Pericardial effusion is a common finding in clinical practice either as incidental finding or manifestation of a systemic or cardiac disease. The spectrum of pericardial effusions ranges from mild asymptomatic effusions to cardiac tamponade. Moreover, pericardial effusion may accumulate slowly or suddenly(1).Pericardial effusion is very common after cardiac surgery. Despite the high incidence of effusion, the clinical approach to this problem remains controversial. Once pericardial effusion is documented, serial echocardiographic studies are frequently performed, at considerable expense(2). Unfortunately, there are few epidemiological data on the incidence and prevalence of such effusions in the clinical setting. In Maria Vittoria hospital, an urban general hospital in Torino and an Italian referral center for pericardial diseases, the mean annual incidence and prevalence of pericardial effusion have been, respectively, 3 and 9% in a 6-year experience of the echo laboratory (2000–05) (3). Such data mainly depend on the epidemiological background (especially developed vs. developing country, where tuberculosis is a leading cause of pericardial disease and concurrent HIV infection may have an important promoting role) (4), the institutional setting (tertiary referral center compared to secondary and general hospitals), and the availability of specific subspecialties (especially nephrology, rheumatology, and oncology). Furthermore, since postoperative PE or pericardial tamponade (PT) may present without prominent clinical signs and findings, there is a potential risk for life-threatening events. The delayed presentation of PE or PT may arise several days to weeks after the operation. In these clinical situations, early diagnosis would aid in the early treatment(5).    Pericardial drainage procedures can be performed for diagnostic or therapeutic purposes (patients with cardiac tamponade). In patients without hemodynamic compromise the diagnostic yield of pericardial fluid or pericardial tissue is very low(6). Patients with echocardiographic collapses rarely require pericardial drainage for therapeutic purposes during the initial admission. Therefore, pericardial drainage procedures are not justified on a routine basis in patients without hemodynamic compromise. Three exceptions to this rule should be noted. Patients with a strong suspicion of purulent or tuberculous pericarditis merit invasive pericardial procedures(7). In contrast, in patients with underlying malignancies examination of pericardial fluid is indicated so as to determine whether the effusion is secondary to neoplastic pericardial involvement or is an epiphenomenon (non-malignant effusion) related to the management of the cancer (such as previous thoracic irradiation) or effusions of unknown origin(7). In a nutshell, a wide variety of pathologic conditions may cause pericardial effusion leading to pericardial tamponade. Cardiac tamponade requires drainage to prevent cardiac decompensation and death. The effusion can be drained by needle or catheter pericardiocentesis, subxiphoid pericardial drainage(8),pericardial window performed through a left anterior thoracotomy(9),  pericardiectomy performed by an open thoracotomy(10), or video-assisted thorascopic (VATS) pericardiectomy(11). The most effective method of drainage to prevent recurrence is subject to controversy(12). In the present study, our primary goal was to assess the benefits and drawbacks of posterior pericardial drainage in patients undergoing heart surgery.Study Selection and CriteriaSearch results were screened by scanning abstracts for the following Inclusion Criteria1- Randomized controlled trials (RCTs) and controlled clinical trials (CCTs).2- Study comparing strategy of posterior pericardial drainage with no intervention to the pericardium during heart surgery.3- Studies reporting outcomes of interest within the investigated follow-up.Exclusion Criteria1- Narrative reviews or case reports.2- Non RCTs.The study was done according to the ethical board of King Abdulaziz university.Statistical Analysis• Cochran Q test was used.• Primary index Statistics: Odds ratios (ORs) and 95% confidence intervals (CIs) as for dichotomous outcomes.• Continuous outcomes: mean difference and corresponding 95% CIs calculated by the use of a random effects model.• Pooled ORs were calculated via the Mantel-Haenszel model (13)with weight assigned to each included study adjusted to include a measure of variation (?2) in the effects reported between studies.• In the  case that  degree of heterogeneity exceeded 40%, an inverse variance (DerSimonian-Laird) random-effects model was applied.      As a preferred approach when intervention effects are small (ORs are close to one) and events are not particularly common, estimates were calculated by the use of the fixed-effects Peto method(14). In case there were “0 events” reported in both arms, calculations were repeated, as a sensitivity analysis, by the use of risk difference and respective 95% CIs.Moreover, an attempt was made to explore the possible relationship between age, sex, hypertension, type 2 diabetes, type of the surgery, mean number of grafts, duration of cardiopulmonary bypass, cross clamp, and study total number of patients and the occurrence of primary endpoint. v. 2 (Biostat, Englewood, NJ) (15) were used for statistical computations. P values ?.05 were considered statistically significant and reported as 2-sided, without adjustment for multiple comparisons.RESULTS    Searches identified 1174 publications in addition to another 21 publications that were found through manual research.  After removal of duplicates, abstracts and titles,733 publications were assessed as identified from title and abstract, and 230 papers were excluded. 87 papers full text could not be retrieved and another 340 papers with the same cohort. There were also 317 papers excluded because they did not compare different surgical techniques or did not report an adhesion-related outcome. We followed the Preferred Reporting Items for Systematic Reviews and Meta-Analyses (PRISMA) (16)guidelines in reporting the results. Figure 1Most of the studies included 2 drains which were placed at the end of surgery: one in the left pleural cavity while the other was placed in the anterior mediastinum, the pericardium however was left open anteriorly. PP was and comprised a longitudinal, 4-cm long incision parallel and posterior to the phrenic nerve, extending from left inferior pulmonary vein to the diaphragm in most cases. Zhao et al. (25) reported intervention-related complications; one case of postoperative bleeding due to dropping of the hemoclip from the inverse-T incision.      Furthermore, Tables 1 represents baseline characteristics of all studies included in the present meta-analysis while table 2 demonstrates the secondary medical condition of the cases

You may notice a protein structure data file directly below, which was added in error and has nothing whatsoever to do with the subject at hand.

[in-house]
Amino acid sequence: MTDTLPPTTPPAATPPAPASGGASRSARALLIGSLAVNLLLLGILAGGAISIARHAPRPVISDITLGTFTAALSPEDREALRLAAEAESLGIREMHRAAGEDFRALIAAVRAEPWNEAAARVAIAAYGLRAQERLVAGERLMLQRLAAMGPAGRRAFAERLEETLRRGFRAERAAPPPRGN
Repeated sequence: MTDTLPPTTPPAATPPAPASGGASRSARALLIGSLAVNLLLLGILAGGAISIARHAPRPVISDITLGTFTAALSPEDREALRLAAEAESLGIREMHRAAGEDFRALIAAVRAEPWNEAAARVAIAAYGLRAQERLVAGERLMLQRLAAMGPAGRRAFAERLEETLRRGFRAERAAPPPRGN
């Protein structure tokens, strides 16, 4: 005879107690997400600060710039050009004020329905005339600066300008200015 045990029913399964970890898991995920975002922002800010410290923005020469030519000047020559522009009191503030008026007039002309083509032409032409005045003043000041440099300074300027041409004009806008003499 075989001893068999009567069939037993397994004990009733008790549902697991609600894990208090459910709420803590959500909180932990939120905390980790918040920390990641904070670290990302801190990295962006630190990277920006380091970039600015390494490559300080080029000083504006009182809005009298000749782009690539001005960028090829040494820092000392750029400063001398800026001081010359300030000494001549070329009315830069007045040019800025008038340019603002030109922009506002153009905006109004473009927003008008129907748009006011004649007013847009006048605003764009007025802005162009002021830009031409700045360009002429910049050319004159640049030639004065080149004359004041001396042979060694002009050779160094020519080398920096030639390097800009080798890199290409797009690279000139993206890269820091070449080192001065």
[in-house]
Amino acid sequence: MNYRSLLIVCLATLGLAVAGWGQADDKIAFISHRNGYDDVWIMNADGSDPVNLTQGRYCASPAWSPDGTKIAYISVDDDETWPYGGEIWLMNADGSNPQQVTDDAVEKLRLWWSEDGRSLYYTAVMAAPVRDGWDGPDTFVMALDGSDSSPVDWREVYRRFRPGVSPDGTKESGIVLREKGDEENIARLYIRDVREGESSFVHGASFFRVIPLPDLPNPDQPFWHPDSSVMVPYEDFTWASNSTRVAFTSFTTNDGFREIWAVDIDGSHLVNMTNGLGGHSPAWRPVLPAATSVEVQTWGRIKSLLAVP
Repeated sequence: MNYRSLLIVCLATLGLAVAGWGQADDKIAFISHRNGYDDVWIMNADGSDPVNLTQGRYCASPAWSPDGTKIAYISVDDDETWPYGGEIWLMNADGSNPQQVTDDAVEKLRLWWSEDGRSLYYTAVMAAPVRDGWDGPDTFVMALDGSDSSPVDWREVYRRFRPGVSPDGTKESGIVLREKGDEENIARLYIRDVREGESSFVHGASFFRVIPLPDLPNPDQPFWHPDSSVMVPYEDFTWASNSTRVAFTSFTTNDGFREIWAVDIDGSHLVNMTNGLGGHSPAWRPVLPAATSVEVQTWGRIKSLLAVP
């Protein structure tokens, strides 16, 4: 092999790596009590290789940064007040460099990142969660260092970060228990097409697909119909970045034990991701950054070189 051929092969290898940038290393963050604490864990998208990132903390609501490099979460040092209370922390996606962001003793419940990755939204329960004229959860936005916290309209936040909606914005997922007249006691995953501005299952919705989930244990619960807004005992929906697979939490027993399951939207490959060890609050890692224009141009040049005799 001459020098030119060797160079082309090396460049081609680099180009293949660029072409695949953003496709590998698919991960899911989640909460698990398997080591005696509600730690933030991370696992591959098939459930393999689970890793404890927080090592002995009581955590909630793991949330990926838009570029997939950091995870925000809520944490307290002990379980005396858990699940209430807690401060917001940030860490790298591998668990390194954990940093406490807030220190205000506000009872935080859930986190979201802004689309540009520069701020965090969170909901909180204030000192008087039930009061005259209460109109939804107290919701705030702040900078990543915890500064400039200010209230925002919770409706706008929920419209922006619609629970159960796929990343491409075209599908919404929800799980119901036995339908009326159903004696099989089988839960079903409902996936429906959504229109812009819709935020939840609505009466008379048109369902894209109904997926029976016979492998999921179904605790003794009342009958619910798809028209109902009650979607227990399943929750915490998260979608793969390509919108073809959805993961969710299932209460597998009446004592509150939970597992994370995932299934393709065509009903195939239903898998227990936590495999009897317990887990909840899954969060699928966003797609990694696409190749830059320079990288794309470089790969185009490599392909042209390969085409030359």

CPB: Cardiopulmonary bypass, crossclamp, aortic cross